“Marker [Ibold] He meticulously searches for great food cities like San Francisco and selects carefully, then bikes to handpicked restaurants,” Nastanovich continued. [Ibold and other band members dined at Swan Oyster Depot.] Rebecca cheerfully roams the streets of this lovely neighborhood. I think Spiral is recovering from the previous night’s effort, especially if his buddy Parker Gibbs is in town.”

Bob Nastanovic performs on stage at the 2022 NOS Primavera Sound in Porto, Portugal.

Bob Nastanovic performs on stage at the 2022 NOS Primavera Sound in Porto, Portugal.

SOPA Images / SOPA Images / LightRocket via Getty Images

Showtime in Freemasonry

By the time of the show, the band had regrouped on top of Nob Hill for a nearly sold out show. Editorial was Kelly Stoltz from San Francisco, who is a personal friend of Canberg and Dedicated Echo and Pupil of Bunnymen.

The audience swung noticeably from the males, by a five-to-one ratio compared to the women, who were mostly white. A man in a T-shirt for The Melvins waits for goods near a man in a Stockton hat from Bart Bridge, a clothing company that celebrate Even the smallest cities of California.

The pier appeared on time, opening with their song on the suburban Narrows “Forward”. While they were running, images of everyday scenes of the suburbs appeared on a huge screen. Flat bike tires, high school clappers, Colt 45 beer ads and bunches of jumbled words that don’t make sense, but sound good together. There are no visual elements that can better encapsulate Pavement’s music. (Later in the show, Malcus will refer to the screen as “R2-Fk You.”)

By the time the band released their summer single “Gold Soundz,” Malcus was basking in glee. He and Kahenberg tore up double Gibson SGs, while the band leader reimagined guitar solos with added glam. During one of the oldest songs, “Box Elder,” Malcus swings his guitar behind his head to play an honest distortion.

Stephen Malmus performs during the first day of the Primavera Sound Festival at the Parc del Forum on May 27, 2010 in Barcelona, ​​Spain.

Stephen Malmus performs during the first day of the Primavera Sound Festival at the Parc del Forum on May 27, 2010 in Barcelona, ​​Spain.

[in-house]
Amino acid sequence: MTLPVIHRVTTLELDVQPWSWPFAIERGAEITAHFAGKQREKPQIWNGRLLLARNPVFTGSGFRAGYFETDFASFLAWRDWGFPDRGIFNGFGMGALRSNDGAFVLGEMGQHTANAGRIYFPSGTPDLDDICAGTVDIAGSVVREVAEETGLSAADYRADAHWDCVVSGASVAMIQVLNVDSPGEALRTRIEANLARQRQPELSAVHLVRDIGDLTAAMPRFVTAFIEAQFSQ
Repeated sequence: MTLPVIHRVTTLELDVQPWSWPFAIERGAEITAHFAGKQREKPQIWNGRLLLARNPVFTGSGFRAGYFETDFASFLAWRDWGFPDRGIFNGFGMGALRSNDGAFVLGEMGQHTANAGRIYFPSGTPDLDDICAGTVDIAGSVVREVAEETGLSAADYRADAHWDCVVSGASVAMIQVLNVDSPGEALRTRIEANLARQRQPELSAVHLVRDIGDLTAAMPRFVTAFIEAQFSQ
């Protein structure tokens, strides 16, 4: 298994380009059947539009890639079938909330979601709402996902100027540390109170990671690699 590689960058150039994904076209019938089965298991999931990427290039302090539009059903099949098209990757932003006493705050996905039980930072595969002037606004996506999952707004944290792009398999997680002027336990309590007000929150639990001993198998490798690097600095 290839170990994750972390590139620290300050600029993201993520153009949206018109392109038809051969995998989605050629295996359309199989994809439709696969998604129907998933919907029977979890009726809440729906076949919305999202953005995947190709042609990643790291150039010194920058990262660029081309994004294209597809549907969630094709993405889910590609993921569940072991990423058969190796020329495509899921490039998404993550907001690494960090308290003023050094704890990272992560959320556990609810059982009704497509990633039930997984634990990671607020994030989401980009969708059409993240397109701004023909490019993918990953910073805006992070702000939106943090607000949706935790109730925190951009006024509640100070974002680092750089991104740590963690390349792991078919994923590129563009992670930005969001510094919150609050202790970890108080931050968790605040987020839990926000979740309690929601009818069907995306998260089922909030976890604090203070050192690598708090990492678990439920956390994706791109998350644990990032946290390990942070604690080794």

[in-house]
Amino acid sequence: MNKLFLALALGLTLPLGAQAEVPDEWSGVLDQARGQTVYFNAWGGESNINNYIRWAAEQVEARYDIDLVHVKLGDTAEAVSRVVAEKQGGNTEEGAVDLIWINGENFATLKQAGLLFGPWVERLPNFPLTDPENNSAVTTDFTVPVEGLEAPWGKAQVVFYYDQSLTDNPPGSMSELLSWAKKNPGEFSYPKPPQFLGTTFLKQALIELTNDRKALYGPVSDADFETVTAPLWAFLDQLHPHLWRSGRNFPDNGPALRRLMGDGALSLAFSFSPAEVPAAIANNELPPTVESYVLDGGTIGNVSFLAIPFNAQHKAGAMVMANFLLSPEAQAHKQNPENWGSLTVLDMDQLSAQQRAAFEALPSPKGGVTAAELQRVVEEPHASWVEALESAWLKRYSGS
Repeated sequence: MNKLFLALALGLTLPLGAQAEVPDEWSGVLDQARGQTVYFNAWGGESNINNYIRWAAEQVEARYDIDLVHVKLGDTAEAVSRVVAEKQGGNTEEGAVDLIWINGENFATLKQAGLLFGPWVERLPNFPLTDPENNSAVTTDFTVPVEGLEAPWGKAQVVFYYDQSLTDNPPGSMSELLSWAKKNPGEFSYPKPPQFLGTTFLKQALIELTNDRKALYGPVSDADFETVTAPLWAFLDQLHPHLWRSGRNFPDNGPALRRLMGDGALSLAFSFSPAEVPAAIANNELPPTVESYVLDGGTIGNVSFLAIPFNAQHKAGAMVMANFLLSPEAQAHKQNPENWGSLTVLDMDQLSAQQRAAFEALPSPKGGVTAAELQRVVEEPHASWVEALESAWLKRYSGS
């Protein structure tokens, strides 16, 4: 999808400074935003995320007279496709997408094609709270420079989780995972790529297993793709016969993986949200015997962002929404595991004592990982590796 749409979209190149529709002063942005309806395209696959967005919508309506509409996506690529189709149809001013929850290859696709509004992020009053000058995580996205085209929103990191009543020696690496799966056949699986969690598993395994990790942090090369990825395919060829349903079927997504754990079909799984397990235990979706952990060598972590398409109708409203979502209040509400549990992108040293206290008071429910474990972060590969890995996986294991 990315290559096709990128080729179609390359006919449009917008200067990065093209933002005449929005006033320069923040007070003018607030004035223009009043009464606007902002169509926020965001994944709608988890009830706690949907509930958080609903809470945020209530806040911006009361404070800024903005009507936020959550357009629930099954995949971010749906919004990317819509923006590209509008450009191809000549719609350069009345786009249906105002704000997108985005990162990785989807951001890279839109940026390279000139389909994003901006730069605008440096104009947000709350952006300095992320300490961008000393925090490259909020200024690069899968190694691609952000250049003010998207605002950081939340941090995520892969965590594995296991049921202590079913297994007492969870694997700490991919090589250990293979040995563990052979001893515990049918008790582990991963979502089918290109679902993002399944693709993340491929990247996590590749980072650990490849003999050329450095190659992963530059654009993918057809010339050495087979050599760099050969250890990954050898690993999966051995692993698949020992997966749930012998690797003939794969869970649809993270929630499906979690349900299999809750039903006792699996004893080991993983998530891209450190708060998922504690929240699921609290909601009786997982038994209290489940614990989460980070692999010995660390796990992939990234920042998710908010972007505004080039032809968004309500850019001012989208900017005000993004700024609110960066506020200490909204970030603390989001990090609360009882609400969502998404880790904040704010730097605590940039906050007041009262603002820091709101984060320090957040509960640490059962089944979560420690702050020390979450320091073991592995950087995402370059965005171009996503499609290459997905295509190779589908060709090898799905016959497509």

Jordi Vidal / Redferns

Nastanovich, who initially joined the band to help maintain Young’s drumbeat, is Pavement’s heart and soul. He struck the tambourine, howled into the microphone with uninterrupted rage, and at one point, during “In the Mouth a Desert,” he produced a small flute to give it more flare.

Cole, the newest member of the band, matched his free spirit and enhanced several songs, including “Grave Architecture” and “Blue Hawaiian,” with keyboards to provide sound material.

In an interview with AV . Club“Rebecca makes us better than ever before, letting us play many more songs better than ever, and also play 10-12 songs we’ve never played before. It makes us more diverse,” said Nastanovich.

The band’s five albums and various singles were well represented on the well-balanced track list. They sounded out loud while performing wildly “unfair” and rich melodies blending together for “starlings from the fan’s stream”.

BARCELONA, SPAIN - JUNE 02: Rebecca Call of Pavement performs on stage during the 2022 Primavera Sound Festival on day one at the Parc del Forum on June 2, 2022 in Barcelona, ​​Spain.  (Photo by Jordi Vidal/Redfernce)

BARCELONA, SPAIN – JUNE 02: Rebecca Call of Pavement performs on stage during the 2022 Primavera Sound Festival on day one at the Parc del Forum on June 2, 2022 in Barcelona, ​​Spain. (Photo by Jordi Vidal/Redfernce)

Jordi Vidal / Redferns

In Praise of San Francisco Cemeteries

Between the songs, Malcos spoke of San Francisco—”beautiful cemeteries. With gold fever. Bitcoin fever! Pacman fever!”—and shared with the audience how he wrote “Zurich is Stained”:

“I passed out drunk near Linden [California]in an orchard after drinking a cheap rose, when I wrote this song.”

Growing up in Stockton, Malcus described himself as “a kid in the valley like the ‘Stranger Thing’ kids chosen by men with letters on their jackets.”

Towards the end of the show, he introduced his bandmates one by one, adding specific honors for each musician. He passionately praised bassist Ibold and praised Kannberg for his family life. Referring to West, Malcus said he is the best drummer in the band.

He said, “Old chiefs will talk about the other guy, but they!”

Goods schedule for the 2022 pier reunion tour.

Goods schedule for the 2022 pier reunion tour.

Silas Valentino / SFGATE

The band’s debut included a late-career song, “Harness Your Hopes,” which has seen a revival with recent tech trends. Or not, broadcasting services Like Spotify, it put the lovable random B side of the playlist, helping introduce the irregular song to a new audience. Then TikTok discovered “Hopes”. the words become a meme On social media, Pavement connected to an unborn generation when the band was recording music.

Tuesday’s screening concluded with a cover of Jim Pepper’s “Weichi Tia’sThe band honored the Native American saxophonist and vocalist of Kaw and Muscogee Creek with a faithful performance.

Bass Ibold installed the groove, the three percussionists lighted the corners and Malkmus sang with joy ancient peyote hymn. As a band notorious for struggling with their own limitations, Pavement’s performance last night proved otherwise as they played freely, unencumbered by their past.